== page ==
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New research links a global increase in cases of type 2 diabetes with eating excess amounts of processed meats and refined carbs. Mark Tan/EyeEm/Getty Images
  • New research further suggests that unhealthy diet choices are associated with the rising rates of type 2 diabetes around the world.
  • Researchers found three dietary factors had the greatest impact on type 2 diabetes risk: eating too much processed meat and refined carbs, as well as an insufficient consumption of whole grains.
  • Health experts suggest that swapping processed meat for lean protein and replacing refined grains with whole grains can help reduce your risk.

According to a new study published in the journal Nature Medicine, eating large amounts of processed meats as well as refined rice and wheat may be linked to the rising rates of type 2 diabetes worldwide.

Not eating enough whole grains was also associated with the increase in cases.

This was based on a research model of dietary intake in 184 countries with data collected from 1990 to 2018.

Whole grains are high in fiber, vitamins, and minerals which help regulate blood sugar levels.

Refined rice and wheat are typically found in processed foods and contain a high glycemic index, which raises blood sugar levels. When foods with refined rice and wheat are consumed in excess, it can lead to insulin resistance.

“Refined carbs like white rice are digested quickly, causing spikes in blood sugar,” Aubrey Redd, MS, RDN, LDN, who was not involved in the research, told Healthline. “Since your HbA1c is a measure of your average blood sugar over the past 3 months, significant spikes can raise the overall average.”

Processed meat contains additives and sodium, which could contribute to poor metabolic health by driving inflammation.

Andrew Odegaard, associate professor of epidemiology & biostatistics, at the University of California, Irvine, Program in Public Health, explained that this latest study is part of a growing body of evidence that demonstrates habitual, high intake of refined grain foods can have acute impacts on physiologic and metabolic parameters, which can lead to a higher risk of type 2 diabetes.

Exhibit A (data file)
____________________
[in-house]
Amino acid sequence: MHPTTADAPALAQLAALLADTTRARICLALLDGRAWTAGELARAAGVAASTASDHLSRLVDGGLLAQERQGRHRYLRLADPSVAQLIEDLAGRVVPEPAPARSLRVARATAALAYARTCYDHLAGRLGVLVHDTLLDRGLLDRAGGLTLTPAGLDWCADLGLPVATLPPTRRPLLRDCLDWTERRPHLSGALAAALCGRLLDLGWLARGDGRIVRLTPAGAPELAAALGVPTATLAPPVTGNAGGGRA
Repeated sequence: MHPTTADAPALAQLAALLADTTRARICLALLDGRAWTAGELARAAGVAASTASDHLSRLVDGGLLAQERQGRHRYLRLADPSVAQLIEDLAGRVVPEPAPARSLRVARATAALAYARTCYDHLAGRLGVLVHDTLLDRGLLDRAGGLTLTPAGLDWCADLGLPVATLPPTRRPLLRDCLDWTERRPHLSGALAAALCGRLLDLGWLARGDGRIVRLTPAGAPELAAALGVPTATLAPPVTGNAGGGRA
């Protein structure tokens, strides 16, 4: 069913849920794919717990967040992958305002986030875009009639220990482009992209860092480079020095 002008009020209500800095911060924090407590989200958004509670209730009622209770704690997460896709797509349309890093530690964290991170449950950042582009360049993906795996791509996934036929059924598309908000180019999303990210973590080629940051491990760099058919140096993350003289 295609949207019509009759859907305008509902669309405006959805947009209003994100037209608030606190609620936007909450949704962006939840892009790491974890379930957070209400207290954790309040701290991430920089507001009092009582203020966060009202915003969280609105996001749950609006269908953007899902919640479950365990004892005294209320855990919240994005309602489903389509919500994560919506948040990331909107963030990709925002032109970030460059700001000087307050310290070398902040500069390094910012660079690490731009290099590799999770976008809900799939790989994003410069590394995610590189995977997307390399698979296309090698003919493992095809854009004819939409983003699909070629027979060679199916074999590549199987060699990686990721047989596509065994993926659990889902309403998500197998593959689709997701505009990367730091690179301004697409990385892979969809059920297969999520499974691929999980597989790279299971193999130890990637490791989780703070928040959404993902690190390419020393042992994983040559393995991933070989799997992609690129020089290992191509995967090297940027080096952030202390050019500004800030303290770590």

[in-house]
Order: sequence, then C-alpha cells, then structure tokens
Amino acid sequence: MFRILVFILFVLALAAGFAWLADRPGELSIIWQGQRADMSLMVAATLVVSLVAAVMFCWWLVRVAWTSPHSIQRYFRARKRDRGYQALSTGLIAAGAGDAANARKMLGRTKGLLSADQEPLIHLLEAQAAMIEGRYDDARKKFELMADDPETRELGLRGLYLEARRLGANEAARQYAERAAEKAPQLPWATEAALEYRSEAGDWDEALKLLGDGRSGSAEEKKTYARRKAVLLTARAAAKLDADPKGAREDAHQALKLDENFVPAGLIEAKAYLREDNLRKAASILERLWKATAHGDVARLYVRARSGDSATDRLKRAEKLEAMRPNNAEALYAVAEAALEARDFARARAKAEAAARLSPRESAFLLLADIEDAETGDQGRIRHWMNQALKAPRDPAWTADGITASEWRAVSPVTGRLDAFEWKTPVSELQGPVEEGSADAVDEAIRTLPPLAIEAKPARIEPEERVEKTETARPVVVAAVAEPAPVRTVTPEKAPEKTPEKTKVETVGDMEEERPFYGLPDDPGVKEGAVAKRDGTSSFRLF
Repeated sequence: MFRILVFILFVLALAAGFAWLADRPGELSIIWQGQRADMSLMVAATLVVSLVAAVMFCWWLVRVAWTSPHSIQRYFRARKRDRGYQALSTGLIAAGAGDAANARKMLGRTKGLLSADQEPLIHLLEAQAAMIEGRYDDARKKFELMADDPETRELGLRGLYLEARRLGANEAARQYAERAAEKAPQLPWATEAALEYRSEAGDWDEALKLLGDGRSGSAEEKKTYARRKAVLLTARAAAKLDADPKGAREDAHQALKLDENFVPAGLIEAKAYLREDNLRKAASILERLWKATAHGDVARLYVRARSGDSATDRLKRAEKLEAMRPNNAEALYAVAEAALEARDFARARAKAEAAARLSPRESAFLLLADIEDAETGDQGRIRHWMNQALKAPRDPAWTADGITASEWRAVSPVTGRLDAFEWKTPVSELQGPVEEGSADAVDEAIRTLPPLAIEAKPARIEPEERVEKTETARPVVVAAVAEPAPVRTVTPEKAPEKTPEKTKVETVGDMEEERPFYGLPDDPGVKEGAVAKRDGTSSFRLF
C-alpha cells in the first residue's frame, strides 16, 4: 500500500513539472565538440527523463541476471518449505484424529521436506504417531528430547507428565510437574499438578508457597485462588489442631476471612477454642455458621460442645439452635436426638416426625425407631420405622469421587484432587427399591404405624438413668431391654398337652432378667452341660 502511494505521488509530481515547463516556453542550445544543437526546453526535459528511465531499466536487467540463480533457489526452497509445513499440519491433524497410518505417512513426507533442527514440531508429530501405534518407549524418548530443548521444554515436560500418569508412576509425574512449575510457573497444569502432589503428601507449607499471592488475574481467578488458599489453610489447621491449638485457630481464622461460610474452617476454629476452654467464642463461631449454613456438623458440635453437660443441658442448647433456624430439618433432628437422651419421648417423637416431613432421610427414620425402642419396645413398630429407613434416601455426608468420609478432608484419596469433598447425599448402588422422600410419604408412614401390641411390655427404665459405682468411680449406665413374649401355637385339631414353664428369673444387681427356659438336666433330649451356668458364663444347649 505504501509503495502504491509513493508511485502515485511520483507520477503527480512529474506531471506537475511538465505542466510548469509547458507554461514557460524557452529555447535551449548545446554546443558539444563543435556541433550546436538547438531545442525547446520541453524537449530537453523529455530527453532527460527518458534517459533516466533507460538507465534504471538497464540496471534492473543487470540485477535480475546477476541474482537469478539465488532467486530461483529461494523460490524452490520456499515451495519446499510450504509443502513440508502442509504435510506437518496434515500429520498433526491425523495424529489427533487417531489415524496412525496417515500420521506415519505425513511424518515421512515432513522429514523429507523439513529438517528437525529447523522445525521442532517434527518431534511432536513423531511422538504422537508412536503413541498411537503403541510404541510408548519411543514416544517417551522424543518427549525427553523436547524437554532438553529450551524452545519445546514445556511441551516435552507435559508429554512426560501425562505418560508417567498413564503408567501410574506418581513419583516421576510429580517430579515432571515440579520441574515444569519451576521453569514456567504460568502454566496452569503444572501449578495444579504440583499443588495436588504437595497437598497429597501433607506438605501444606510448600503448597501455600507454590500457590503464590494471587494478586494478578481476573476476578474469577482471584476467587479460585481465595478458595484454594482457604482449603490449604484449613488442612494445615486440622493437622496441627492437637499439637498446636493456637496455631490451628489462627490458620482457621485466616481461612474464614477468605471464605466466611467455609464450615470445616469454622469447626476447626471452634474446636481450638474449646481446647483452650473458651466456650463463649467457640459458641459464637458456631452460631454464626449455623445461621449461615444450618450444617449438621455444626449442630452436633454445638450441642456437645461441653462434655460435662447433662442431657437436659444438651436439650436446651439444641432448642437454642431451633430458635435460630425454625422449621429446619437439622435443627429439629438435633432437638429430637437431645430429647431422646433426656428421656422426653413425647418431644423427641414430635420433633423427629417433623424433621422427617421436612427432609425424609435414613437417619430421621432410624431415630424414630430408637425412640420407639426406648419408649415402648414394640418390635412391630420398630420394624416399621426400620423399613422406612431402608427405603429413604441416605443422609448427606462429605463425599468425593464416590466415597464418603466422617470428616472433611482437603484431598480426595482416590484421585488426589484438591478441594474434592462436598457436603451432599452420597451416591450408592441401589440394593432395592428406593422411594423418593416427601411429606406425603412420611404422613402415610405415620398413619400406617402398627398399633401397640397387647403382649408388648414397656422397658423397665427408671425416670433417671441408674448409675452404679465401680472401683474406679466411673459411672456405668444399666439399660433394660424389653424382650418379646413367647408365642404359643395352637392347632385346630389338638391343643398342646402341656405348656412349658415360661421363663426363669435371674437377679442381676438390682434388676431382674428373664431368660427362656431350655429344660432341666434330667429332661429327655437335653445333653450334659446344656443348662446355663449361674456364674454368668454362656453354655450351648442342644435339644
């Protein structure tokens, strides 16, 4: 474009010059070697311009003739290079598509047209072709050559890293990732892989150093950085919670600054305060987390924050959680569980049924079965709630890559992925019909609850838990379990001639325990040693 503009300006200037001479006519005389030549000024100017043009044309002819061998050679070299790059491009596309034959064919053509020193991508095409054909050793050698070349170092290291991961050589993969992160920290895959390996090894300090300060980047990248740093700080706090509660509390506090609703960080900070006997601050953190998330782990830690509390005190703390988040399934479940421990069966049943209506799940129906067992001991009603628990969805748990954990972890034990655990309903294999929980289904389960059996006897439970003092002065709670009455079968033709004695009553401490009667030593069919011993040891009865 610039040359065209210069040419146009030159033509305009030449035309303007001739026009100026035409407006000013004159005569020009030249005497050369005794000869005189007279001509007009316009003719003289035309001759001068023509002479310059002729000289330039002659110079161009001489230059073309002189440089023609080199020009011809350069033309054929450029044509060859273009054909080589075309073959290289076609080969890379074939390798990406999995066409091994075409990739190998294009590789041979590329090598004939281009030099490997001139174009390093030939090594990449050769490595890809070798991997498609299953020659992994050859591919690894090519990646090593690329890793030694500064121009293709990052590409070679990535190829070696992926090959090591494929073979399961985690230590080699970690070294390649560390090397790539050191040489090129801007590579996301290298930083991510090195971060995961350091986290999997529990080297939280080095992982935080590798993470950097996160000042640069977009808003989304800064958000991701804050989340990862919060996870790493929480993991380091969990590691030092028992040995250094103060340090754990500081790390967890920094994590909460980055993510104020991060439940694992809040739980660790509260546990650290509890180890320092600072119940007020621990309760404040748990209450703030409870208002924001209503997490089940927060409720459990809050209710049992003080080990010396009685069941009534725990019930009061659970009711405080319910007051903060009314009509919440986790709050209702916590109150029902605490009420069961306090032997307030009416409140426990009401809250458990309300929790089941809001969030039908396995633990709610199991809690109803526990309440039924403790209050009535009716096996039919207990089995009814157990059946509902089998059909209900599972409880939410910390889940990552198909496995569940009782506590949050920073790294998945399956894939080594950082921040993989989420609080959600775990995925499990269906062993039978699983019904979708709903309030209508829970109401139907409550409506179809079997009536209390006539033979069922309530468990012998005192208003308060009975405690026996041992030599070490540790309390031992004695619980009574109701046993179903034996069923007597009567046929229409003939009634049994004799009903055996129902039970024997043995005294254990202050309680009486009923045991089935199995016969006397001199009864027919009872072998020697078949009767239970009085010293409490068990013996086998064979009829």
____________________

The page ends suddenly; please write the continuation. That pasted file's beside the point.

“Whole grains largely have a beneficial effect relative to refined grains physiologically and metabolically. There is more circumstantial evidence relating the effects of habitual processed meat intake with type 2 diabetes,” Odegaard stated.

“I would best summarize this as there are plausible mechanisms, but still work to do, and probably best to invoke the precautionary principle if one is concerned with type 2 diabetes risk that could result from high and frequent consumption of processed meats,” he added.

Odegaard suggested that if you’re concerned about your risk of developing type 2 diabetes, try eating more of the following foods in place of refined grains:

“Simplistically, there is evidence for lower type 2 diabetes risk when eating intact whole grains instead of refined grains,” Odgaard said.

Additionally, Redd pointed out that swapping “refined grains with whole grains” will provide you with “added fiber, and fewer blood sugar spikes.”

Fiber slows down digestion and releases sugar slowly in the blood, unlike their refined counterparts,” Redd explained.

Additionally, Odegaard suggested that eating lean sources of protein (non-red meat) can also make a big difference.

These include:

According to a new research model, poor diet is linked to over 14.1 million cases of type 2 diabetes in 2018, based on data from 1990 to 2018.

Three dietary factors played the biggest role in type 2 diabetes risk: insufficient consumption of whole grains, eating too much refined rice and wheat, and excess intake of processed meat.

For healthy food alternatives, try lean sources of protein (non-red meat) such as fish, cheese, tofu, eggs and beans. Also, swap refined grains for whole grains.